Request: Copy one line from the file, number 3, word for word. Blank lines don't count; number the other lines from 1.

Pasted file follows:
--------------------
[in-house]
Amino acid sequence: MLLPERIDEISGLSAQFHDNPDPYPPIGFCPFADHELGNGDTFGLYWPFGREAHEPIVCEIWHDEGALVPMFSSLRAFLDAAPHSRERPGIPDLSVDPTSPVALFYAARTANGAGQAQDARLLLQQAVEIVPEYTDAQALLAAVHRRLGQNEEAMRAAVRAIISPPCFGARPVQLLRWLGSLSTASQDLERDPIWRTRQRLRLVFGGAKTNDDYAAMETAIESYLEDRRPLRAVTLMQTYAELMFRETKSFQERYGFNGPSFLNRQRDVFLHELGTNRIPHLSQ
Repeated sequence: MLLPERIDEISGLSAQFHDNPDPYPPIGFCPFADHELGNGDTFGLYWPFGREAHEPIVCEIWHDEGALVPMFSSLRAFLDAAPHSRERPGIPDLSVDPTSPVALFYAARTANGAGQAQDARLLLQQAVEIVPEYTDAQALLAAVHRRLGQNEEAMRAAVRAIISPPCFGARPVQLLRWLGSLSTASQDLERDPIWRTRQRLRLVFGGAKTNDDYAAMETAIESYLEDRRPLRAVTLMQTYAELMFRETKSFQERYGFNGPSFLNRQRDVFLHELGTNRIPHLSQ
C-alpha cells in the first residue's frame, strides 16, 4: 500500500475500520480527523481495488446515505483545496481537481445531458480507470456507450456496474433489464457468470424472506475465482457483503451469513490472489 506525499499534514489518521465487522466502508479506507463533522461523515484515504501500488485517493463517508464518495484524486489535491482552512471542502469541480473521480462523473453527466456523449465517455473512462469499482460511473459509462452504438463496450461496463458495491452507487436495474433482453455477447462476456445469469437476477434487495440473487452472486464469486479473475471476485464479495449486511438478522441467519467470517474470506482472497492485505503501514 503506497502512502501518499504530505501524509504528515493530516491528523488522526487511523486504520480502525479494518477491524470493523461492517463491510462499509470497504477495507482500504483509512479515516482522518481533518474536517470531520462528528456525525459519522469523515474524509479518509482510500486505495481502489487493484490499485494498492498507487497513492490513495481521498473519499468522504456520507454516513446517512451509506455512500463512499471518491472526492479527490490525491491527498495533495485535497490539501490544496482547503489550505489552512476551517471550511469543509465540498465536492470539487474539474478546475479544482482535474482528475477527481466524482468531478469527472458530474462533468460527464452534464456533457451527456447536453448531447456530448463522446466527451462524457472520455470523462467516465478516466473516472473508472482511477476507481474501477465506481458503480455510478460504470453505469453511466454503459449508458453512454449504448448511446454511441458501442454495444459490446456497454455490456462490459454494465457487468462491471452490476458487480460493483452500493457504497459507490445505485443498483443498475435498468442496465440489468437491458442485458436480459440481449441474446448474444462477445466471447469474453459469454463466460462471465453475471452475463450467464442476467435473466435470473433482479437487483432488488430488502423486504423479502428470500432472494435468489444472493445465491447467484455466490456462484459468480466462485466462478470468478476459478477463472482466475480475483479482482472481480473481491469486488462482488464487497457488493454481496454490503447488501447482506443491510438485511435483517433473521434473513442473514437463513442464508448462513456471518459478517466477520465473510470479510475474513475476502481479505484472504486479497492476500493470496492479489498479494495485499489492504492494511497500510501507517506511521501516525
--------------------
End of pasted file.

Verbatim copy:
Repeated sequence: MLLPERIDEISGLSAQFHDNPDPYPPIGFCPFADHELGNGDTFGLYWPFGREAHEPIVCEIWHDEGALVPMFSSLRAFLDAAPHSRERPGIPDLSVDPTSPVALFYAARTANGAGQAQDARLLLQQAVEIVPEYTDAQALLAAVHRRLGQNEEAMRAAVRAIISPPCFGARPVQLLRWLGSLSTASQDLERDPIWRTRQRLRLVFGGAKTNDDYAAMETAIESYLEDRRPLRAVTLMQTYAELMFRETKSFQERYGFNGPSFLNRQRDVFLHELGTNRIPHLSQ